posted by kdar at 10:04 AM on October 13 [1 favorite]


I'm assuming you can't just give the money in the budget directly to your team as a bonus, because if you have a chance to pay your team more that would always be the move, right?
posted by Lawn Beaver at 11:22 AM on October 13 [6 favorites]


SF's much-loved Three Babes Bakeshop does pie baking classes and can deliver most of the ingredients too, although attendees may need to buy their own eggs/cream/perishables.

I can’t vouch for them personally but I saw that a company named Cuiline says they do online cooking classes and send you the ingredients beforehand.

Good Eggs in the Bay Area also has meal "kits" where they basically collect all the ingredients for you and deliver, throughout the Bay Area. I would caution though that sometimes they make substitutions, and it’s geared for home cooks, not parties, without any instruction - they just send a recipe card.

This Seattle chocolate shop also does virtual tasting classes where they mail you the chocolate.
posted by rogerroger at 11:22 AM on October 13


I can see where if you are already getting a bonus, it might be more fun to have a holiday party thing than another $150-200 in your bonus. But that's just me.

If you can't spend it on food or drink, are these suggestions of a tasting party going to be OK, since you aren't making the food yourselves? If so, I'd put some feelers out in something like a yourcityname food subreddit -- there might be some local businesses who don't usually do tasting-type things who are doing them now and would appreciate what's a fairly good bit of business.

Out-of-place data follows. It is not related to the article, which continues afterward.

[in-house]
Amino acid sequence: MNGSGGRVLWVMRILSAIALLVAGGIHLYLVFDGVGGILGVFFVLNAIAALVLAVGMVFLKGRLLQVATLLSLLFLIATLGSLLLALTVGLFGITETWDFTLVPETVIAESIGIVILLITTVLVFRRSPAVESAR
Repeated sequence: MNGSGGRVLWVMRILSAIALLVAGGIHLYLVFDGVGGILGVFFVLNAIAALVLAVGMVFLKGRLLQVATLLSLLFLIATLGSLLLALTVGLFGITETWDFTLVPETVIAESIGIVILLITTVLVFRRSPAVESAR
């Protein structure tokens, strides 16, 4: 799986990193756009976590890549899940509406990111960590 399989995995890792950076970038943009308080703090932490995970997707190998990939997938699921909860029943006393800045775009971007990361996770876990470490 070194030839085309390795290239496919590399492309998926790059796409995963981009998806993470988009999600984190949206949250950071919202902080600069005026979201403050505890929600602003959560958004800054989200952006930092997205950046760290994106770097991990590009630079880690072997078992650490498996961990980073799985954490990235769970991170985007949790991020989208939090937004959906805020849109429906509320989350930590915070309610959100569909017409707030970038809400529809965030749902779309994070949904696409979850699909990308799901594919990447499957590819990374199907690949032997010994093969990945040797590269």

posted by fiercecupcake at 1:47 PM on October 13 [1 favorite]


One additional thing that you could do is a Remote Escape Room. They look like a lot of fun! Perfect for team building too.

https://www.escapeauthority.com/remote/

This is my favorite review site, they have pretty in depth reviews of various rooms.
posted by bbqturtle at 2:07 PM on October 13


We recently had a virtual birthday party for an animal-loving friend with a farm that does animal rescue, Sweet Farm. it was pretty fun! You book a time for your chat, and they take you around the farm and introduce you to llamas and goats and stuff. They do parties, and can join meetings, and the proceeds go to taking care of the critters.
posted by 5_13_23_42_69_666 at 2:24 PM on October 13 [1 favorite]